Web Extra: Marines' virtual training offers varying trade-offs

Live training and full-scale war games are ideal ways to test physical reflexes and give military trainees hands-on experience with equipment in the real world. However, increasingly various forms of computer-based training, including desktop software applications and full-room simulated environments, provide alternative learning opportunities.    

"We really believe there are certain skills you can train at each level of fidelity," said Denise Nicholson, director of the Applied Cognition and Training in Immersive Virtual Environments lab at the University of Central Florida. UCF is conducting research on the next version of the Marine Corps' Deployable Virtual Training Environment (DVTE).

The corps has a simulation program called the Infantry Immersive Trainer that allows Marines to practice tactics in a soundstage-like mock-up -- a Baghdad street corner, for example -- featuring live role-players and computer-simulated effects, such as explosions projected on the walls. It's something like a serious version of laser tag blending computer simulation with physical action.

An advantage of DVTE and other laptop PC-based training tools is their relative low cost, portability and versatility. People can train with DVTE at pre-deployment staging zones or in the field. At other times, it can serve as a fallback trainer when a scheduled live-training exercise is canceled, Nicholson said.
The tool's versatility lets officials use it in conjunction with live training. For example, soldiers might use DVTE to act out a scenario in the virtual world before they are asked to do it in the real world, Nicholson said. "Marines have a limited amount of time for training, so you'd hate to have the first hour, half-day or even day wasted on the basics."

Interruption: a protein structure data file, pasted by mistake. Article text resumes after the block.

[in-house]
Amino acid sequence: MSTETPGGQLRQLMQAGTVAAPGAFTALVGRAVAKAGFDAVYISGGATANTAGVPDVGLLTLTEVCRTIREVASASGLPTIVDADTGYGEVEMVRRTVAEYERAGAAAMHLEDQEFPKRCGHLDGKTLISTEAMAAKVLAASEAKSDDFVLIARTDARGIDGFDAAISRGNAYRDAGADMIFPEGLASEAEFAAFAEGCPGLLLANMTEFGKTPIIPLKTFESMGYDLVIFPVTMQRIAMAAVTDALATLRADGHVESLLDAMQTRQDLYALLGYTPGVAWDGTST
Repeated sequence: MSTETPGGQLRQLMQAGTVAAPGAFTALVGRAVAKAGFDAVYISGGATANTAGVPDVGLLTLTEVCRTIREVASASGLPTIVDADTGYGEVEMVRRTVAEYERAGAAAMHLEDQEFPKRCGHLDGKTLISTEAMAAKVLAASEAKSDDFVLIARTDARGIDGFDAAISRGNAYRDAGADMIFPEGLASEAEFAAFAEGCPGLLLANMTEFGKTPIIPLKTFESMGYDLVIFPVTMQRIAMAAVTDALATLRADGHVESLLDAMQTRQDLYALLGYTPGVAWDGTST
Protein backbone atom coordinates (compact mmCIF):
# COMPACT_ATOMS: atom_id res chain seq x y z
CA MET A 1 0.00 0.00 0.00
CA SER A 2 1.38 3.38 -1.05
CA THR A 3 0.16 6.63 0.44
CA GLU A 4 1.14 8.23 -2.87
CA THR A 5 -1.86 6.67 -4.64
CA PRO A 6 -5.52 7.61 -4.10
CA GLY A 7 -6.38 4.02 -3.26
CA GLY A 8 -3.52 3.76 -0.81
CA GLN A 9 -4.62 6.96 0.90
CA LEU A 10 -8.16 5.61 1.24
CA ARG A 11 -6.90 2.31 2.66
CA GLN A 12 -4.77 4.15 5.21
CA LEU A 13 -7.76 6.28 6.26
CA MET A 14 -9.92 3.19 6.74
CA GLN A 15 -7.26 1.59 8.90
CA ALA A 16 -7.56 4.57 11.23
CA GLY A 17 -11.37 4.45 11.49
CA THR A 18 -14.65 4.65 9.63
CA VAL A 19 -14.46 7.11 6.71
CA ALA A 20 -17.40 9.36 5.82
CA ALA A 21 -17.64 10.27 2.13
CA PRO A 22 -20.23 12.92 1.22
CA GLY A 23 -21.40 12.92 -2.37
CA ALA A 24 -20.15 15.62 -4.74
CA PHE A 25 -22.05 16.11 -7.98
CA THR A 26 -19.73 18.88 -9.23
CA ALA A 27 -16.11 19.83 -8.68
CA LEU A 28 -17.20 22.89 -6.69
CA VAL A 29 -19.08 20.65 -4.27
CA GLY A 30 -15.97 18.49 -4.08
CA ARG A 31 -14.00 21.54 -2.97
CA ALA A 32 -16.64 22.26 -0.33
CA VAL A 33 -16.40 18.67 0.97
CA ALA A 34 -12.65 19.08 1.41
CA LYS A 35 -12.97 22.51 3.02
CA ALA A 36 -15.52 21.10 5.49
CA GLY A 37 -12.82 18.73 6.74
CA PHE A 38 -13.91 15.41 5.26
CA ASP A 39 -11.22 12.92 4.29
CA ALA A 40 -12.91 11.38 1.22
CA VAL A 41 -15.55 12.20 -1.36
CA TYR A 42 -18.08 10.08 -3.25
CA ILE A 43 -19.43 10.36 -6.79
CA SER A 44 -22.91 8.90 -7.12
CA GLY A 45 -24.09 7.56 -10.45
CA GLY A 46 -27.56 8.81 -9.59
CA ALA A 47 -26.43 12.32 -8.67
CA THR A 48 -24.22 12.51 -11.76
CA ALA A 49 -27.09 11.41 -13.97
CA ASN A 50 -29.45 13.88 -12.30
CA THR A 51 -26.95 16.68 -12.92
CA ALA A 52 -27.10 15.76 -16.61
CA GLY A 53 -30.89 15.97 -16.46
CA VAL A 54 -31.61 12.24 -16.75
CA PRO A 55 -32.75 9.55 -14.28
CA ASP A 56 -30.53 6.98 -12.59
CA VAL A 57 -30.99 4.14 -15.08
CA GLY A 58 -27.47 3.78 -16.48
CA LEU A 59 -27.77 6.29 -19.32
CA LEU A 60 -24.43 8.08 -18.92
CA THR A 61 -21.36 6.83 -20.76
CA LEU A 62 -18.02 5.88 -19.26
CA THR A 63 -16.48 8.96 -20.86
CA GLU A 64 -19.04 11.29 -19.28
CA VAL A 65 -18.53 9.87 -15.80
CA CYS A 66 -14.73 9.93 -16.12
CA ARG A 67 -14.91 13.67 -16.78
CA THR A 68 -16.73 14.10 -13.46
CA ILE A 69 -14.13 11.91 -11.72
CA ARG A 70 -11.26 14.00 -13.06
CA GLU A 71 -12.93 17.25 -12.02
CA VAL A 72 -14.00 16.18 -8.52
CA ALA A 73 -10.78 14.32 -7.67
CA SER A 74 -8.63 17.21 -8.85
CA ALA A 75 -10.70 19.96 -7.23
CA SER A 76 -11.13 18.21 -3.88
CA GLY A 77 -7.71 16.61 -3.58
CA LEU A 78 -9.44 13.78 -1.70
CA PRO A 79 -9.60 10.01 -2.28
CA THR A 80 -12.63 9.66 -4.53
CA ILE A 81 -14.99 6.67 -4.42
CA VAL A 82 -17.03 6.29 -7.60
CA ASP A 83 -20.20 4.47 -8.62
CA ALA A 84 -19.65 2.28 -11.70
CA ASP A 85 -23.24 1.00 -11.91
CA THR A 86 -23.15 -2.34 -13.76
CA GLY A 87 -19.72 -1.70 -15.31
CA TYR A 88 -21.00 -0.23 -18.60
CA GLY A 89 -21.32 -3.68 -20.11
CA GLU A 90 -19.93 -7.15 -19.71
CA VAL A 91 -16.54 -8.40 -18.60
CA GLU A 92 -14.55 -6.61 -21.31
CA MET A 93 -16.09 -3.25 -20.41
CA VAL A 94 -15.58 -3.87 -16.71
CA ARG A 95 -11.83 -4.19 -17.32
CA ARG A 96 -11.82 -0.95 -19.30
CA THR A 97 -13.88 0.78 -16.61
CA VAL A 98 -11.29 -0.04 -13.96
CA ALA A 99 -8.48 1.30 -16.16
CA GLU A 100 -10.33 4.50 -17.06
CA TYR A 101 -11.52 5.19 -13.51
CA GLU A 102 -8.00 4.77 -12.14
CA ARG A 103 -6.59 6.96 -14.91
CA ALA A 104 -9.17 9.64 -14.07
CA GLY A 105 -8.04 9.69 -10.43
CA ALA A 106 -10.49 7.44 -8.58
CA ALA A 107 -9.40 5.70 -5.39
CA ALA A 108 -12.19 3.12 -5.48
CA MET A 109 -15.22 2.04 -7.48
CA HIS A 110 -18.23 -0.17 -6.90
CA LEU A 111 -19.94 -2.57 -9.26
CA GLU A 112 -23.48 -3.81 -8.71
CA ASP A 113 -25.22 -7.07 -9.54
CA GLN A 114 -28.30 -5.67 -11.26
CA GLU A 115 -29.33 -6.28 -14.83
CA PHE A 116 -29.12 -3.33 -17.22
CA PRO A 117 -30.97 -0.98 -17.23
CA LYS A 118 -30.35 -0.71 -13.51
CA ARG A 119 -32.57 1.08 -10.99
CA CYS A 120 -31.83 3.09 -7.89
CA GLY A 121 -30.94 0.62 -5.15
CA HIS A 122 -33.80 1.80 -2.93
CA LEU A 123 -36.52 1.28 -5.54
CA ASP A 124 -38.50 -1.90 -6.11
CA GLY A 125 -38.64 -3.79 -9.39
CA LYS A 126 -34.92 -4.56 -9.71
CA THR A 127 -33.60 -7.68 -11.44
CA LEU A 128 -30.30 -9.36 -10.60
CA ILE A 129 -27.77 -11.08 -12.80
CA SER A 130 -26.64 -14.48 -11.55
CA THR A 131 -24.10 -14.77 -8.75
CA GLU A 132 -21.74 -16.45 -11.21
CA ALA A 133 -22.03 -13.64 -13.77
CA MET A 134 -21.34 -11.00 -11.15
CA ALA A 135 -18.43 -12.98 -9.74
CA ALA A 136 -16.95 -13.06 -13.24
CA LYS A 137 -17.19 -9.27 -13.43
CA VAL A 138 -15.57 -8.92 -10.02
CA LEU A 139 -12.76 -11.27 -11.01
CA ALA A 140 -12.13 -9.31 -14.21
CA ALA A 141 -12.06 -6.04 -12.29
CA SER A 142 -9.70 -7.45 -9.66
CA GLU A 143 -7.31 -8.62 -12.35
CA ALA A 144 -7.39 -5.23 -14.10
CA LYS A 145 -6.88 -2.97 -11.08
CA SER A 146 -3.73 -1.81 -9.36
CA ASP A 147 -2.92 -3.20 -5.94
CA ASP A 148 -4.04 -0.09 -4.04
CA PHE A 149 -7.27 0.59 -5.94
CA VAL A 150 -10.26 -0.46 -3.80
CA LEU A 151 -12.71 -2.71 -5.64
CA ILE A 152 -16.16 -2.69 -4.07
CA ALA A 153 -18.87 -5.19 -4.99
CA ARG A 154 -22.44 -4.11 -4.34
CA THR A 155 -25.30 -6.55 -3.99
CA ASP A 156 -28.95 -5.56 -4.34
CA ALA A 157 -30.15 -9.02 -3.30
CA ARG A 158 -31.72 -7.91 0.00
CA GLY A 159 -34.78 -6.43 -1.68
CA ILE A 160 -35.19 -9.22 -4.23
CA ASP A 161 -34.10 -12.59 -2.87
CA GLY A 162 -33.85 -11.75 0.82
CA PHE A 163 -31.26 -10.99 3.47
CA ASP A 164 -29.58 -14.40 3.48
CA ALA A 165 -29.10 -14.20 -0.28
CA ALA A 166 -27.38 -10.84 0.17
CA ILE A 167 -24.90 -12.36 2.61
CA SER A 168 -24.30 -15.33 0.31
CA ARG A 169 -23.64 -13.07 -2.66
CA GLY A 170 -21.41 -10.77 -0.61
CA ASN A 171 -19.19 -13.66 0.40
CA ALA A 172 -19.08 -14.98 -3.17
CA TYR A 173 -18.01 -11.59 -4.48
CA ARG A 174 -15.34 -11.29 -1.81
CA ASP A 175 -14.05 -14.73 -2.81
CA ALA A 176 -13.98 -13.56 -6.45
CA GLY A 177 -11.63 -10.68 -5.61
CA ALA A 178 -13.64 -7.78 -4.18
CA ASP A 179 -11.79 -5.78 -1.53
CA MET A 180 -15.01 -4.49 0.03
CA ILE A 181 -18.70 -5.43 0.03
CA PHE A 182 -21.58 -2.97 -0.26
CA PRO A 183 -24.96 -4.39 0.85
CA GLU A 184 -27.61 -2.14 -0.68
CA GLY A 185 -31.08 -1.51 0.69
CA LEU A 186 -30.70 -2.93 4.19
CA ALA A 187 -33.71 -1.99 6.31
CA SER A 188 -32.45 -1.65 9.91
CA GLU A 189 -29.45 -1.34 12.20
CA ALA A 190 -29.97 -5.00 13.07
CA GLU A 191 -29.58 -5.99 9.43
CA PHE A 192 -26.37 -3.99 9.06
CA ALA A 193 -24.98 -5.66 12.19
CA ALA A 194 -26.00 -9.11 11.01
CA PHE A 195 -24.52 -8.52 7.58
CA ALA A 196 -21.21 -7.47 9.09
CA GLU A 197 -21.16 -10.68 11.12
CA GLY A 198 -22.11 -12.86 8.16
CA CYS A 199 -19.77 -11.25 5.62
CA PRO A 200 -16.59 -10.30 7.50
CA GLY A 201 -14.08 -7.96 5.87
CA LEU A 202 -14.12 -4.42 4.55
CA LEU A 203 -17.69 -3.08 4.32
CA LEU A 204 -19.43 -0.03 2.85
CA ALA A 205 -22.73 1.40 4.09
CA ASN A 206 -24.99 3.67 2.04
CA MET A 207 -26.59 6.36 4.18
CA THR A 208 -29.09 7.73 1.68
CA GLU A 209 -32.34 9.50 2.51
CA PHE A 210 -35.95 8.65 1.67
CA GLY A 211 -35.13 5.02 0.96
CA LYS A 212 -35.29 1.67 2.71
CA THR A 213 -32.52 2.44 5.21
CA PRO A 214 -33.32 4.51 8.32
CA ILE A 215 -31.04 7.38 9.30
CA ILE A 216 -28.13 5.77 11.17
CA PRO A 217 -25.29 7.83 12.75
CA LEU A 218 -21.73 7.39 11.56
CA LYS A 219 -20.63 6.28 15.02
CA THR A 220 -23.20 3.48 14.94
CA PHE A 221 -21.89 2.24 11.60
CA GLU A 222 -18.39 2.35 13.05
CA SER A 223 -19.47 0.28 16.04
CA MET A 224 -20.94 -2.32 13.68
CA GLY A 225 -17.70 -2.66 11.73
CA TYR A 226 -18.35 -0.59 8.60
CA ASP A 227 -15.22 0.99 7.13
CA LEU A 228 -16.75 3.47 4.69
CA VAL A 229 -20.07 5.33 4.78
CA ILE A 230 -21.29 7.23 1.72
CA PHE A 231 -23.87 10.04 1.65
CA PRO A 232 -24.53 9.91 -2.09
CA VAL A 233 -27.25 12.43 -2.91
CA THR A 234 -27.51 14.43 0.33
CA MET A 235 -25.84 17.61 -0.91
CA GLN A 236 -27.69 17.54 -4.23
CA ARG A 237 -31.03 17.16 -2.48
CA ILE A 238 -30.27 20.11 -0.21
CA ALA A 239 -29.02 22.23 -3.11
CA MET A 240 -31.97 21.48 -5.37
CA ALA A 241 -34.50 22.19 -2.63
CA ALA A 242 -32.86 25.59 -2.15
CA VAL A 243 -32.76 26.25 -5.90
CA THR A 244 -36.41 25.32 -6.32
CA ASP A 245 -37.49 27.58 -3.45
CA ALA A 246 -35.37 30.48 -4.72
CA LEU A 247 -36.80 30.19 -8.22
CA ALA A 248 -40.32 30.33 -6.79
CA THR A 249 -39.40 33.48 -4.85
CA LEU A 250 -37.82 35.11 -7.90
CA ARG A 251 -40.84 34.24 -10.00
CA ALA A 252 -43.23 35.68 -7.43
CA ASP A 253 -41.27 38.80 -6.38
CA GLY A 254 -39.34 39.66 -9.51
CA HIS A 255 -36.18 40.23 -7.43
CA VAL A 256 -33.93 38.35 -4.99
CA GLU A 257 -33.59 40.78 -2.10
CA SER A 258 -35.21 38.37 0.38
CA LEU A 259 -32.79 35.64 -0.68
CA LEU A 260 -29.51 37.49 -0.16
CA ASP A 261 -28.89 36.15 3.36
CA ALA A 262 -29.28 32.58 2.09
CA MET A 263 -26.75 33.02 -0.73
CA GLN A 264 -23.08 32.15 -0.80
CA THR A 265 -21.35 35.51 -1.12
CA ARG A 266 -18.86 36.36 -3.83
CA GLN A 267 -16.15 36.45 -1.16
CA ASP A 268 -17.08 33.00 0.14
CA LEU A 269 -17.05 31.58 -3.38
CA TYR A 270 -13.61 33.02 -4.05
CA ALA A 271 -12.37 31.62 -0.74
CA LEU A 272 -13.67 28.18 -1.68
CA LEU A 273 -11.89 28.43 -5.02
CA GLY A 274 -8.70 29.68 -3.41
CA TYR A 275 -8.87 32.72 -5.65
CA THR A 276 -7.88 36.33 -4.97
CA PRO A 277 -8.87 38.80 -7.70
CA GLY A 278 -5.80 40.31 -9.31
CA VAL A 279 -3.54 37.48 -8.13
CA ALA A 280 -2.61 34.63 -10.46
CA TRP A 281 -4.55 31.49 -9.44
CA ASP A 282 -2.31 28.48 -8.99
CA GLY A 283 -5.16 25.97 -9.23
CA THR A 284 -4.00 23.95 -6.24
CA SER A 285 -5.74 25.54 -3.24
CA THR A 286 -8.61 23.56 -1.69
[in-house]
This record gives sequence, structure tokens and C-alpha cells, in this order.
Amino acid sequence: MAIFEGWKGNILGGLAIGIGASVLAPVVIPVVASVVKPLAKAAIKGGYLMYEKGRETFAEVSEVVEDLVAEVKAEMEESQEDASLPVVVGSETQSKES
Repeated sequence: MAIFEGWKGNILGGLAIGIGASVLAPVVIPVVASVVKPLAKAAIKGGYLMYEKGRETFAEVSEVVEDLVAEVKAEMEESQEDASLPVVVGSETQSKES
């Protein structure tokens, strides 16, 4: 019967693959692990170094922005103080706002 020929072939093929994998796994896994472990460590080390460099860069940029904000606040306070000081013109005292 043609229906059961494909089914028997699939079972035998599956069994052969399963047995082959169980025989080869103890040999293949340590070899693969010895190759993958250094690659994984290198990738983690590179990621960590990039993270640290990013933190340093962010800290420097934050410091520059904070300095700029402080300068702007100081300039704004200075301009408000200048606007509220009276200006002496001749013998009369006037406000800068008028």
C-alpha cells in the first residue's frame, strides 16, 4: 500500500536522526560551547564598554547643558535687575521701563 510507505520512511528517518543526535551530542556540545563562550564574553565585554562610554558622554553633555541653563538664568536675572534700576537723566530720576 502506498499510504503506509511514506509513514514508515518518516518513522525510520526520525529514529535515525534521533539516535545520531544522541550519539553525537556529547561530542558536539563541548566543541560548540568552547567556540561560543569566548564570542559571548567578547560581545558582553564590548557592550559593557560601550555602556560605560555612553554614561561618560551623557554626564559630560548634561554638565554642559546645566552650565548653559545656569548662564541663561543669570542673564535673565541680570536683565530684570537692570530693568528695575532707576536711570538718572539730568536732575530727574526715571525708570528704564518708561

The Marines have created detailed terrain maps in DVTE for locations such as their Twentynine Palms, Calif., training facility. Soldiers can get to know its layout in the virtual world before going there in person, said Maj. James McDonough, the Marines' DVTE program officer.

More important, maps of places in Iraq such as Fallujah can be loaded into the system. "You'd like the street corner to look exactly like the one that guy is going to be patrolling," McDonough said.

There are routines and procedures for Marines to train on, such as the order in which members of a squad should enter a building controlled by hostile forces or the list of things to do after being hit by an improvised explosive device. Such actions might include applying first aid and calling for evacuation.
"Decision-making is absolutely key, and if they go through that decision over and over, they should be able to come to the right decision much quicker," McDonough said.

About the Author

David F. Carr is a special contributor to Defense Systems.

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